Even as more detailed reports come out about the out court settlement that requires Fox News to pay Dominion Voting Systems close to $800 for willfully spreading lies about the company and the 2020 election, there’s scant attention being paid to how the same news outlet helped create a climate of fear and intimidation that drove several hundred local health officials from their posts.

At their core, our nation’s tragically fractured response to COVID and the insurrection of Jan. 6 are killer weeds sprung from the same root stock — mass ignorance which has gotten traction as the authentic local news business died, replaced by unverified social media posts and internet speculation.

For decades now, America’s local newspapers, radio and TV stations have been gobbled up by a handful of giant corporations whose only allegiance is to their overpaid corporate officers and stockholders from nowhere in particular.

Gannett is such a player that owns one in five of America’s newspapers, and has a reputation of gutting the staffs of the local newspapers it absorbs. This drill of gutting community newspapers has become a pro forma squeeze play by Wall Street and hedge fund pirates. In the case of Gannett, it has meant piling on hundreds of millions in debt for self-serving bonuses and stock buy backs even as the stock price declined.

COLLECTIVE ACTION

The NewsGuild-CWA represents more than 50 Gannett-owned newsrooms across the country. Many of these newsrooms organized in the past couple of years, even as conglomerates like Gannett bought up newspapers, sold of their real estate, and slashed their workforces. According to the University of North Carolina’s Hussman School of Journalism and Media’s report The Expanding News Desert since 2004, our nation has lost 1,800 newspapers, including more than 60 dailies and 1,700 weeklies.

In their mission statement kicking off their successful union drive back in 2021, New Jersey NewsGuild journalists who work for Gannett wrote that since 2016, they had seen “more than half of our colleagues lose their jobs, with cuts of over 250 people at The Record, the Daily Record and the NJ Herald.”

The pro-union journalists described how Gannett unceremoniously laid off “a reporter nearly nine months pregnant and a 30-year-veteran reporter who was forced to take a buyout after missing a single email to opt out of the process.”

“By forming a union, we are taking a stand for respect and dignity, and greater protections against unjust terminations and reductions in force,” the union mission statement said. “We are uniting with NewsGuild members around the country in a movement to save local news and ensure a seat at the table when decisions are made that affect our paper and the news coverage we provide. There is no journalism without journalists.”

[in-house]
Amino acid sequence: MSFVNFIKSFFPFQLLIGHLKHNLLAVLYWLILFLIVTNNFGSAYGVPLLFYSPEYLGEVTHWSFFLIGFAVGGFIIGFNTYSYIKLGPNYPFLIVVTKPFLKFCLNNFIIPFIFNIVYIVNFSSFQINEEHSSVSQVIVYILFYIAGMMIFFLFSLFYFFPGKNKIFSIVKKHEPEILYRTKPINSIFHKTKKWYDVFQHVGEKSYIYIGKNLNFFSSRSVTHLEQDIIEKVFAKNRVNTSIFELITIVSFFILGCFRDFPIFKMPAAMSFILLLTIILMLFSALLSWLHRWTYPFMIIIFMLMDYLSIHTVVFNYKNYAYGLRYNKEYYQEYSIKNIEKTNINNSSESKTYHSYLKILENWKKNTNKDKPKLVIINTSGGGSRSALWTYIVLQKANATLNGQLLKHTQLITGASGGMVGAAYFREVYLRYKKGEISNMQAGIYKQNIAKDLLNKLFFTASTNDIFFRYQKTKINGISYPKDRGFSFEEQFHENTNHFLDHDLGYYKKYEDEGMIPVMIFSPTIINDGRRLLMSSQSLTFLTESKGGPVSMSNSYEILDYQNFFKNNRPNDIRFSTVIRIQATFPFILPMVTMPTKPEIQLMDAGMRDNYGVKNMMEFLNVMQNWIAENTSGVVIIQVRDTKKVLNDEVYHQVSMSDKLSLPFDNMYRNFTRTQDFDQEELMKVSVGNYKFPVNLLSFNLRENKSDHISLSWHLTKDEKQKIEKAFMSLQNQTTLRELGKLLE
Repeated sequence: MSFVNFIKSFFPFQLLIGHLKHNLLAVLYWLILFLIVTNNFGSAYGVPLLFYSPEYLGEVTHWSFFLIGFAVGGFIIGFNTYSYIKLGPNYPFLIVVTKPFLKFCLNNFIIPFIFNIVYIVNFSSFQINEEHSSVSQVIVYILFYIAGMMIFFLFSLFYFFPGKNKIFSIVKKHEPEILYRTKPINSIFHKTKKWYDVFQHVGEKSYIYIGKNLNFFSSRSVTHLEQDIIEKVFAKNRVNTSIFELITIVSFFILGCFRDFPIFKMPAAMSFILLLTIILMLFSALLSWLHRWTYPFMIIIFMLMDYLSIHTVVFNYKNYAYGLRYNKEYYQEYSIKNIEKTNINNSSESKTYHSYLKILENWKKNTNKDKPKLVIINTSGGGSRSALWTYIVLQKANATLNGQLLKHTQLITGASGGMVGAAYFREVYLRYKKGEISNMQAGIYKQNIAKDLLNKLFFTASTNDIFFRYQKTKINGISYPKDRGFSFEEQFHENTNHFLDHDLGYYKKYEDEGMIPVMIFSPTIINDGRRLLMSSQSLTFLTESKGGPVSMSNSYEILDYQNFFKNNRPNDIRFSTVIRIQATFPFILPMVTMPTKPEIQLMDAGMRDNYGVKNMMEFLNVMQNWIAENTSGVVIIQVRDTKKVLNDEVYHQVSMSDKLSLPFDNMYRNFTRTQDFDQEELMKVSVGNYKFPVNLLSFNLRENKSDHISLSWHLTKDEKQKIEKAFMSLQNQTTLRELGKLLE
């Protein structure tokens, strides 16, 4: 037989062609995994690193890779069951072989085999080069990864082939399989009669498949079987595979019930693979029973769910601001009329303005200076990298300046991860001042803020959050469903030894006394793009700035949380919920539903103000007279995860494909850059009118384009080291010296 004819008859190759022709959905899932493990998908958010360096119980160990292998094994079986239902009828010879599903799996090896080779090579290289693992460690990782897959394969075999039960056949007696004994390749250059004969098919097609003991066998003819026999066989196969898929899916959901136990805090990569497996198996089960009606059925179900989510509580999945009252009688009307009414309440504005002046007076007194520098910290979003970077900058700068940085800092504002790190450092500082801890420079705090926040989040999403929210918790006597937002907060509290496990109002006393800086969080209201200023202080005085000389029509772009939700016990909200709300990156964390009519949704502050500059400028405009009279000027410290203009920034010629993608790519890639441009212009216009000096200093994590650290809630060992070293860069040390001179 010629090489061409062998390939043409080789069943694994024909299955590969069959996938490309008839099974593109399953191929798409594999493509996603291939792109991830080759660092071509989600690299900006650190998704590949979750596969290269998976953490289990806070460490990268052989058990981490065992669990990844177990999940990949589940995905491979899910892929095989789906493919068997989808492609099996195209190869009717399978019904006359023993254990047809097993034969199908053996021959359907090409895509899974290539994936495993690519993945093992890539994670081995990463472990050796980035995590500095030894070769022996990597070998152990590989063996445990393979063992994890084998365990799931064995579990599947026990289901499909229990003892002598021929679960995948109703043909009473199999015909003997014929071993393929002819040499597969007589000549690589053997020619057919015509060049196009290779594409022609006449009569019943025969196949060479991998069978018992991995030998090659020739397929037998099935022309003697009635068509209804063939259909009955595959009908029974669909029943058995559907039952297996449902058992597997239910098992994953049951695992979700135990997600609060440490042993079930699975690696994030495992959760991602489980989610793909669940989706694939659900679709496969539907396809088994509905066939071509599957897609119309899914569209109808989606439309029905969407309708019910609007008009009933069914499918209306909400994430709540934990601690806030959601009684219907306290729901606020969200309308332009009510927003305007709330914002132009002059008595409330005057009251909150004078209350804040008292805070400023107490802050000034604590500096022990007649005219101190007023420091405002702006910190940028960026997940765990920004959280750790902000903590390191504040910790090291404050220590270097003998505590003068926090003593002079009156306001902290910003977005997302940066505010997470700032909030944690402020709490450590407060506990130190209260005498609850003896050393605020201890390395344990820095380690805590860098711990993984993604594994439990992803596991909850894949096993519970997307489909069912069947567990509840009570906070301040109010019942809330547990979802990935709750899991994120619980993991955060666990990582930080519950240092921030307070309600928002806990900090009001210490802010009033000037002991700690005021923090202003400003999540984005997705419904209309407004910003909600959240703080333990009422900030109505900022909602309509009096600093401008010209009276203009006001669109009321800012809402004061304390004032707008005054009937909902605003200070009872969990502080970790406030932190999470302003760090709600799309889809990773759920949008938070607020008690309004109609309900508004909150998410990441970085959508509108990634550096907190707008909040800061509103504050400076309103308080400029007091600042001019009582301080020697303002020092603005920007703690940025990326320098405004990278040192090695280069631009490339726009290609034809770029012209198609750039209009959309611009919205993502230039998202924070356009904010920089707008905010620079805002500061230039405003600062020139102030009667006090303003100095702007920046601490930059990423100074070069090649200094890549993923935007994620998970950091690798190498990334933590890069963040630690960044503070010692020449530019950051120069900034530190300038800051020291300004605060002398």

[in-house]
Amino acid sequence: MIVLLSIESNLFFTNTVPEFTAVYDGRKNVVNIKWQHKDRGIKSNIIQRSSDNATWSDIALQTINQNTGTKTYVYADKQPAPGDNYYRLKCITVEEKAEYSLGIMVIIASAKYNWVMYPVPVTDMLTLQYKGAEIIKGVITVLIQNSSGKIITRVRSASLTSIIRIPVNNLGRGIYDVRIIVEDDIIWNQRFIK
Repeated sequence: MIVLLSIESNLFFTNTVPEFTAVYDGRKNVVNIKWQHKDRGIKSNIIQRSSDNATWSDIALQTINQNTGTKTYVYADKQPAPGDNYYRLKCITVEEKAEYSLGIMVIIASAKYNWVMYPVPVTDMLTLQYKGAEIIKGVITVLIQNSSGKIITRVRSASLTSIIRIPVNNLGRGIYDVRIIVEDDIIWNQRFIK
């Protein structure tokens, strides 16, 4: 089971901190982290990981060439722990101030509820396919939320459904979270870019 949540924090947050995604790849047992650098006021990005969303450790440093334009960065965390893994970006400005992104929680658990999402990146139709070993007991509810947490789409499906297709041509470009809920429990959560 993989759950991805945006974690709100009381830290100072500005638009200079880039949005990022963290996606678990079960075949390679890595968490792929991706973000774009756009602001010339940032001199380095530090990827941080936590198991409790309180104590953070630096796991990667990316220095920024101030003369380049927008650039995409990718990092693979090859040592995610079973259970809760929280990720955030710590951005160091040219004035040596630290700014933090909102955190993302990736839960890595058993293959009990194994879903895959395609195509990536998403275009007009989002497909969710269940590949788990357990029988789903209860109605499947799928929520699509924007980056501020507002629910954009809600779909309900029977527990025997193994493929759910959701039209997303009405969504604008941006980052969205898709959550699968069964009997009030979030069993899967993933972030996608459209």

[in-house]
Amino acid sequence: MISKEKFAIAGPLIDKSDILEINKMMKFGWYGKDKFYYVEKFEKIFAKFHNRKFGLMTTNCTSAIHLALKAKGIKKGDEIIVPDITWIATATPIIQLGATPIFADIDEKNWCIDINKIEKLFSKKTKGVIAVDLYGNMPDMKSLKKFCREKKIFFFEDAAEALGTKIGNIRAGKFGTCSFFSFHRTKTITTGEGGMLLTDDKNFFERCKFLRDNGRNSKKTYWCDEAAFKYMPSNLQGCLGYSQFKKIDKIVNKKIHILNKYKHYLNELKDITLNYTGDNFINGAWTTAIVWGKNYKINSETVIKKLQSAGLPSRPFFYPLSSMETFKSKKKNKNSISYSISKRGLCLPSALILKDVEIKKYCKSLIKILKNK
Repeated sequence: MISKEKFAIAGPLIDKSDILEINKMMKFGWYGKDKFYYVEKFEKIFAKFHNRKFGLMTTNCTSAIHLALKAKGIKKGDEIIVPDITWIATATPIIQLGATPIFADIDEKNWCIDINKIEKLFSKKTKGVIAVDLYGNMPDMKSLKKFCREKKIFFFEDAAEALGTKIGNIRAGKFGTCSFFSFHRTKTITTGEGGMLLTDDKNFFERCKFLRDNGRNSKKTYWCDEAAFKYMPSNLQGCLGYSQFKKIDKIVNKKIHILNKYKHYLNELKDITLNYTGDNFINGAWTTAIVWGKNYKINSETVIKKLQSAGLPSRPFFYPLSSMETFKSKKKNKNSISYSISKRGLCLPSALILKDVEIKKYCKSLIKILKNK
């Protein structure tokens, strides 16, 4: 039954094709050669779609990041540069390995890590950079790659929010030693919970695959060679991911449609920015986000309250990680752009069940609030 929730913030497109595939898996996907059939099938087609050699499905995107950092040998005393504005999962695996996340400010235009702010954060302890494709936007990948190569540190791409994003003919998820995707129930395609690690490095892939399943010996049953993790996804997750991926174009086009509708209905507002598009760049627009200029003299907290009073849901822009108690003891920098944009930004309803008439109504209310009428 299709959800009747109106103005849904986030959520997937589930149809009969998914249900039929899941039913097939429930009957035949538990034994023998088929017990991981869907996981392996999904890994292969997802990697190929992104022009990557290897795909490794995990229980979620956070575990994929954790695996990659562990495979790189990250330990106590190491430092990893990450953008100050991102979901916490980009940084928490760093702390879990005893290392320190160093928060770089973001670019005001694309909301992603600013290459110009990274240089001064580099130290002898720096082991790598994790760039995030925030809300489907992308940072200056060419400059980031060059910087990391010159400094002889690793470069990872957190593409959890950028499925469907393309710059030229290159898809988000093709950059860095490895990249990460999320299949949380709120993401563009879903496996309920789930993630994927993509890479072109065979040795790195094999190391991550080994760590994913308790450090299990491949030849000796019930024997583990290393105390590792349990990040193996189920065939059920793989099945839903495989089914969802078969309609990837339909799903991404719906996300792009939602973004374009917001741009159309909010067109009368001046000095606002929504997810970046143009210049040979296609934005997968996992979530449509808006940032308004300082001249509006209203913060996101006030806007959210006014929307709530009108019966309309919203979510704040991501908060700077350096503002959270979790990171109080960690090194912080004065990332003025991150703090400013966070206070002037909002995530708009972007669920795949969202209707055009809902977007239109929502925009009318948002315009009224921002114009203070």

Tomorrow at 1 p.m. at Bradley Beach Park in Asbury Park journalists from three of Gannett’s New Jersey publications – the Asbury Park Press, Courier News, and Home News are rallying to prevent cuts to local news coverage and demand a contract with a living wage for journalists.

In the last four years, as the need for authenticated local news has been demonstrated over and over, Gannett cut its workforce in half. In just the past year, CEO Mike Reed has doubled down on this strategy firing more than 600 employers or nearly one fifth of the journalists’ jobs in just the past year.

“Even amid these cuts, Gannett has handsomely compensated its corporate leadership, paying out lavish bonuses to its executives, including a $1.2 million bonus to their CFO for his ‘sacrifices during the pandemic’ and a 2021 salary of $7.74 million to CEO Mike Reed (160 times the median salary of a Gannett worker),” according to union press release. “Gannett also continues to spend huge sums on union-busting law firms while violating labor and wage and hour laws, paying poverty wages, slashing newsroom staff and failing on diversity goals.”

Throughout the pandemic, it was reporting in newspapers like the Asbury Park Press that chronicled the sacrifice of our first responders, healthcare personnel and other essential workers. It held up a mirror to our state government’s struggle to protect our loved ones in congregant care facilities.

Whether it be a once in a lifetime mass death event, or the challenges posed by the climate crisis, a well-informed population clued into local conditions around them is the essential foundation of a durable civil defense.